Have I said I'm very much looking forward to working with Tony Lee?
Click the link to listen to an interview with Tony on the excellent Fanboy Radio podcast, where he has an exclusive announcement about the project. I'd tell you what it is, but that breaks the exclusive, doesn't it?
Longtime readers of the Daily Update here know the missus and I are big fans of Lost,
and last night's Rosencrantz-and-Guildenstern ep with Nikki and Paulo was great, and it finally allowed me to beg The Homeless Channel
's Matt Silady to tell his Kiele Sanchez story in public at Your Mom's Basement, which he did.
H over at The Comic Treadmill hits us with a one-two punch: first up, his review of Giant Robot Warriors:
"Never was there a comic book I was more inclined to dislike because of its title than Giant Robot Warriors
(although if DC ever publishes The Erotic Adventures of Jean Loring, Giant Robot Warriors
will place a distant second in this category).
"As I noted yesterday, the Transformers
and G.I. Joe
are both concepts that fail to interest me. Spectacularly fail. And the title of this story by Stuart Moore and Ryan Kelly suggests a combination of those two concepts.
"But rarely does AiT/Planet Lar head honcho Larry Young publish anything that doesn’t entertain.
"Giant Robot Warriors
features giant robots, soldiers and the hardest type of story-telling to pull off in a comic book format-political satire. This mix suggests a smash ‘em up story with cardboard dialog and heavy-handed preaching. But this comic is none of those.
"This is a light-hearted joy ride with just enough substance that pleasantly reminds me of movies you could catch on a Saturday afternoon on UHF back in the old days, successfully finding the middle-ground between all-noise, no-plot action and pompous moralizing."
...and if that's not enough for you, H peels away the mystery of the Jax Epoch
appeal: "Reading it invoked memories of 'fantasy' stories where the primary joy in the tale was anticipating what outrageously novel character or event was going to pop up next. I use quotes for the term 'fantasy' because the scope of the term is so broad that it can be misleading. This is Alice In Wonderland
, not Lord of the Rings
"I'm going to call it Zot!
meets Alice in Wonderland. It’s a story with meat and conflict, but told in a light-hearted manner where fun gets first priority.
"The cover is a perfect representation of what a reader can expect from the story-the protagonist’s head will turn into a balloon in the course of the tale. And we’ll see the hallway between worlds, our heroine stuck in a fish tank, a puppet show performed as evidence against Jax at her trial and the art of negotiating with mice.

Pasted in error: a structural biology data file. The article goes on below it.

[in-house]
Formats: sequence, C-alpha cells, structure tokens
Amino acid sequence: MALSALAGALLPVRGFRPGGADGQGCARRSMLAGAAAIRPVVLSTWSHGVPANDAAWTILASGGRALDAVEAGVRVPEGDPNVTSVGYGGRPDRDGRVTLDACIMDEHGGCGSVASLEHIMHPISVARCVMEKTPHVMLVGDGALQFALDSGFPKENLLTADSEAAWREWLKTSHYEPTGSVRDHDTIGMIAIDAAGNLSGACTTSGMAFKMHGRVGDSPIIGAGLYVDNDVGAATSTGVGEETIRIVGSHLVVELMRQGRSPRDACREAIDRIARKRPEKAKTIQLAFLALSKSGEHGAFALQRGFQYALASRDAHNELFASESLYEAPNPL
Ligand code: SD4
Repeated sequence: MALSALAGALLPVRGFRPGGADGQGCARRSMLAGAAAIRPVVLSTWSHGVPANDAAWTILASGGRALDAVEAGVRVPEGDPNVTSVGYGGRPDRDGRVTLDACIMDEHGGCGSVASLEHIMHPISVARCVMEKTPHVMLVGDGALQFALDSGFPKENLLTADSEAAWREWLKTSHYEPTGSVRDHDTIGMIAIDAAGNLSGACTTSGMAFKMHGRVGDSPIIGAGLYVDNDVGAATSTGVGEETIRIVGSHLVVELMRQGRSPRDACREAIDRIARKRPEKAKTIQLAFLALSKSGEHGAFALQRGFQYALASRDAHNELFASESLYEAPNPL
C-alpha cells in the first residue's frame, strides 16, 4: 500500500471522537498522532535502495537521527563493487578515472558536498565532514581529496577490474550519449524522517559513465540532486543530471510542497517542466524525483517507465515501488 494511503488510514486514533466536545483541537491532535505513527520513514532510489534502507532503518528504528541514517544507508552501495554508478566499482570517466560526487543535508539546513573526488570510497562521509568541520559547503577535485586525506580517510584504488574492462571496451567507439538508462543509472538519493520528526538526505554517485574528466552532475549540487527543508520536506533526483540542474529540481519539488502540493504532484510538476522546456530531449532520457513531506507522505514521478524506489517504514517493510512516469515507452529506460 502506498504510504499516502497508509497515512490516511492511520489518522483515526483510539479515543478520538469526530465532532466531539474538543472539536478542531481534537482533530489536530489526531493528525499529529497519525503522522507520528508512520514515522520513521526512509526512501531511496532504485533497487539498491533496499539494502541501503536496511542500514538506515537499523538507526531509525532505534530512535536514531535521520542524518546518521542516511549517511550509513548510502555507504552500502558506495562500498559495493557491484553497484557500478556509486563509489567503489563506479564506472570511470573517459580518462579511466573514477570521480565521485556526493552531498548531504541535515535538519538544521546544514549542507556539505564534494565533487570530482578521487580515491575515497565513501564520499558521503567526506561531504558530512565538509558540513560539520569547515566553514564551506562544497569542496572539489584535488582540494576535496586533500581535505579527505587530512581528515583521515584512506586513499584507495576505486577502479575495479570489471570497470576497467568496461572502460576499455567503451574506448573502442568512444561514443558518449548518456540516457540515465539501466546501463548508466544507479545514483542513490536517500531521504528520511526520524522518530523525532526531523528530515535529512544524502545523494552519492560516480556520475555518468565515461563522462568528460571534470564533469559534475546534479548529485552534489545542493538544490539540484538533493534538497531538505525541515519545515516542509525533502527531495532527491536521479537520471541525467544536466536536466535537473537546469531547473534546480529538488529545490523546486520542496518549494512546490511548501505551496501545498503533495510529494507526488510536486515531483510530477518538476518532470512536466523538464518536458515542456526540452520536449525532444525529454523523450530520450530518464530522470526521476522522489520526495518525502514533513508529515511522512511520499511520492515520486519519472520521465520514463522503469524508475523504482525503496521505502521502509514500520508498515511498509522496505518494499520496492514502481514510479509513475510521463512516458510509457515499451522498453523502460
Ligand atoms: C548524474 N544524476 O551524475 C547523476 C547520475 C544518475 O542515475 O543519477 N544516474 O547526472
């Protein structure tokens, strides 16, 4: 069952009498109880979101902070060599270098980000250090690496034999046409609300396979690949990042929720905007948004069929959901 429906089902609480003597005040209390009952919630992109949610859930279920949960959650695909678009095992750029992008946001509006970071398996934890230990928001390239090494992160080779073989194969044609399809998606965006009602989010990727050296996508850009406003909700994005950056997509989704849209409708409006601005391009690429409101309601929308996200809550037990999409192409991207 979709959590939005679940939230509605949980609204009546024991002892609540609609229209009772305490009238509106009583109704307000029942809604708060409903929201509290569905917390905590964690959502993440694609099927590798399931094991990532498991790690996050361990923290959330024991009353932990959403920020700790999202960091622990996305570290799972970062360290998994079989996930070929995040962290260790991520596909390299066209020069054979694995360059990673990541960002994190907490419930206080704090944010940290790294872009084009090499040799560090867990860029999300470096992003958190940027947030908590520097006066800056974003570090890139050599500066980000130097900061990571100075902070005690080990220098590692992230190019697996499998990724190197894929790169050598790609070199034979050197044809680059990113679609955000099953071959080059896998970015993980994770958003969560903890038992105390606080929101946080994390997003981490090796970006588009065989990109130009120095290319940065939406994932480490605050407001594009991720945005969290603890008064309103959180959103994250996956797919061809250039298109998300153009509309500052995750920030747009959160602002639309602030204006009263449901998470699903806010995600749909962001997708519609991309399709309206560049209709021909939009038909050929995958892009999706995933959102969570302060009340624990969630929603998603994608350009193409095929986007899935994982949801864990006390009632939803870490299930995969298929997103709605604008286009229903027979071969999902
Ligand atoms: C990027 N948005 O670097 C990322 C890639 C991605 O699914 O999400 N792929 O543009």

"And I’m just skimming the surface of discoveries. I don’t want to spoil everything, because the fun in reading this story is turning the page to find the next imagination-inspiring image. An excellent escape into the joys of reading."
the way to start the day.
+++++Confidential to Jason McNamara...
The affably warm-and-fuzzy Greg Burgas
gives me and Ryan Kelly the credit for his state: "I always like getting stuff from Larry in the mail. It makes me feel all warm and fuzzy inside... Kelly’s art is the real star of the show. His robots are hulking beasts, clunky yet fluid, and he jams details into every panel in the book, bringing this wild world to full-blown life. His drawings are a bit more cartoony than they are these days, but in a book like this, that’s a plus. He has a wonderful sense of scale and perspective that makes the book interesting and unusual to look at without being disconcerting.
And his robot battle near the end is truly magnificent. It’s mostly Kelly’s book, and all Moore does is hang a tale on his art and get out of the way."
"Dennoch finde ich das Konzept interessant genug um mir zumindest diese erste, 6-teilige Miniserie ins Abo zu nehmen (das bereits 2005 erschienene Einzelheft The Black Diamond: On Ramp vom selben Team ist mir durch die Lappen gegangen). Ob das ganze jetzt richtig Gummi auf der Straße lässt oder eher der tuschegewordene Opelclub ist kann ich dann im Mai sagen."
's Kaite Mediatore Stover
takes a look at the perennial favorite Smoke and Guns:
"Ready to kick some butt with the boys? Then you need Smoke and Guns,
by Kirsten Baldock. Hotsy-totsy cigarette girl Scarlett dons her French maid’s outfit and peddles smokes on the dingy streets of New York. Her-pistol-packin’ sidekick, Annie, a sexy Dirty Harriet, blows away Scarlett’s competition while astride a Harley. Great black-and-white drawings of killer babes who never smudge their lipstick even as they rub out the competition."
likes the new cover to his book and thanks me. Hey, Ryan, you did all the hard work, man. I just let the kids know about it. Very much worth hitting that link to see the progress of the cover design, and Ryan's original art offer.